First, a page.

The New Year always starts with a bang of predictions on what’s hot and what’s not. Most of these predictions are just more hype to get you going with some new technologies or get some more zip into your conversations.
The best list of predictions I have seen for 2008 is the in the McKinsey Quarterly, January 9, 2007 entitled ‘Eight business technology trends to watch”. To quote this paper, ”Technology alone is rarely the key to unlocking economic value: companies create real wealth when they combine technology with new ways of doing business. … The McKinsey trends fall within three broad areas of business activity: managing relationships, managing capital and assets, and leveraging information in new ways.”
The piece is well written. It describes trends for technology as business or organizational outcomes and objectives and not just technical jargon. You can confidently send this along to your business and IT counterparts whose eyes tend to glaze over from management buzz words or techno-speak.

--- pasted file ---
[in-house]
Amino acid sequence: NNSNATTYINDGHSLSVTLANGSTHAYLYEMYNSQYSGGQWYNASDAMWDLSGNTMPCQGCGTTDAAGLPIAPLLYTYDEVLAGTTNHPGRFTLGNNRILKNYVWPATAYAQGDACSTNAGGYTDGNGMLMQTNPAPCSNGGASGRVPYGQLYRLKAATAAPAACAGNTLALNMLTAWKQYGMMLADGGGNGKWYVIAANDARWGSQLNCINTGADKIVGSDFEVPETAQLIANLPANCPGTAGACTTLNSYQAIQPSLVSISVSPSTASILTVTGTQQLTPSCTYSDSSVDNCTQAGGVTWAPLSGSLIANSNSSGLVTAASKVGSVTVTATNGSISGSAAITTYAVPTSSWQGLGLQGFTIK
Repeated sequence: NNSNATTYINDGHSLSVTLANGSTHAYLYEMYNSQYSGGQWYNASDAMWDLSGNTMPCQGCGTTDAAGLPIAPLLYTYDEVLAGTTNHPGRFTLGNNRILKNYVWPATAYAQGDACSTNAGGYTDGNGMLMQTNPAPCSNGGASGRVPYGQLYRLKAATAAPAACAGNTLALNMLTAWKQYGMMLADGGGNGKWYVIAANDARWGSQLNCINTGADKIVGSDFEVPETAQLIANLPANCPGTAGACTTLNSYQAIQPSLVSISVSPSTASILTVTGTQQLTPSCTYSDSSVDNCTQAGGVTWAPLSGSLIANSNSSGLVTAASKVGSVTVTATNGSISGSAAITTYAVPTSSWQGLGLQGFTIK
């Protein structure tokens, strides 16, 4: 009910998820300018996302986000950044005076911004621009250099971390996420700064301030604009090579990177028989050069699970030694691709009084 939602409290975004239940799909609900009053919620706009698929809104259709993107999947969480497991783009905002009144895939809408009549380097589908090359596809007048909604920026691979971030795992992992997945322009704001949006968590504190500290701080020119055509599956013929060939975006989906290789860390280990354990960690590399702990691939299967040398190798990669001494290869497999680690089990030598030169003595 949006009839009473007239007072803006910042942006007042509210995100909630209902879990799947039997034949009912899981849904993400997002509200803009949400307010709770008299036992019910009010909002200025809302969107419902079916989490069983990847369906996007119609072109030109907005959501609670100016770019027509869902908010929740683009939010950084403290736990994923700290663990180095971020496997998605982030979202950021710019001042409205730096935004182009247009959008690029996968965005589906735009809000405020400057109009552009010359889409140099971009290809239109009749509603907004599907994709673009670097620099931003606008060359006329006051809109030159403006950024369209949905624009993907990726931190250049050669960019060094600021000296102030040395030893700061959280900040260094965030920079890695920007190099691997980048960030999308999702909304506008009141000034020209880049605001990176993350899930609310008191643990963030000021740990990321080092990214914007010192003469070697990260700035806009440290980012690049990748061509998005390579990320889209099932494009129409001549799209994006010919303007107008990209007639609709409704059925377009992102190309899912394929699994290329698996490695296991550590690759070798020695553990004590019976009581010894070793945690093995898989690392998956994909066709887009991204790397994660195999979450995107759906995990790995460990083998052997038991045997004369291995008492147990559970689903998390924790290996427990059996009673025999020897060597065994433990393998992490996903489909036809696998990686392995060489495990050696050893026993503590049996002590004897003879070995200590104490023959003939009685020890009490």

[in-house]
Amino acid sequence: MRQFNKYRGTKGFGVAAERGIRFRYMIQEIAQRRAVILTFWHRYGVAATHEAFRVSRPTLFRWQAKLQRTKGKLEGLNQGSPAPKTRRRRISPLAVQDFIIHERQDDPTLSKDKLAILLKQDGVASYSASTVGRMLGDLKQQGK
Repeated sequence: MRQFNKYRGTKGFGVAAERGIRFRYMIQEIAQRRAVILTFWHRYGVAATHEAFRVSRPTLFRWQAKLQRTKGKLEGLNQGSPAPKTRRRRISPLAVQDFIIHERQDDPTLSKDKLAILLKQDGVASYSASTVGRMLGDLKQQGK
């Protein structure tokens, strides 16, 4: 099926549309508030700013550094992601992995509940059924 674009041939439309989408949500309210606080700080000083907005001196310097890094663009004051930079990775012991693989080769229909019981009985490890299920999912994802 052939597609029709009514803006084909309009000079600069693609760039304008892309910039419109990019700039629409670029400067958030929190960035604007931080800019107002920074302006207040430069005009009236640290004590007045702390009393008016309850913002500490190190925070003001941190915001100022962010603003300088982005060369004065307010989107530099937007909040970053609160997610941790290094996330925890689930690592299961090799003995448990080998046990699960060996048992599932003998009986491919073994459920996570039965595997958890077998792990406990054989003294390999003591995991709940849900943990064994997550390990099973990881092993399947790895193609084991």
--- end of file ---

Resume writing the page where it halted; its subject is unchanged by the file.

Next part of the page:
Highlighted is the ubiquitous move to collaboration, social networking and the new web (Web2.0) is given prominence as a collaborative tool for organizations and individuals:
“Web 2.0 technologies—it has become a more widespread platform for interaction, communication, and activism. Consumers increasingly want to engage online with one another and with organizations of all kinds. Companies can tap this new mood of customer engagement for their economic benefit.”
That is fair enough. Fact is, for many large organizations and financial institutions with very serious security requirements web 2.0ish implementations have to be handled carefully. But there are “sandbox” solutions out there that work admirably.
I suggest getting IT planning, security and communication groups work together to explore the opportunities and evolve new processes that can succeed for companies where reputation and security are core raison d’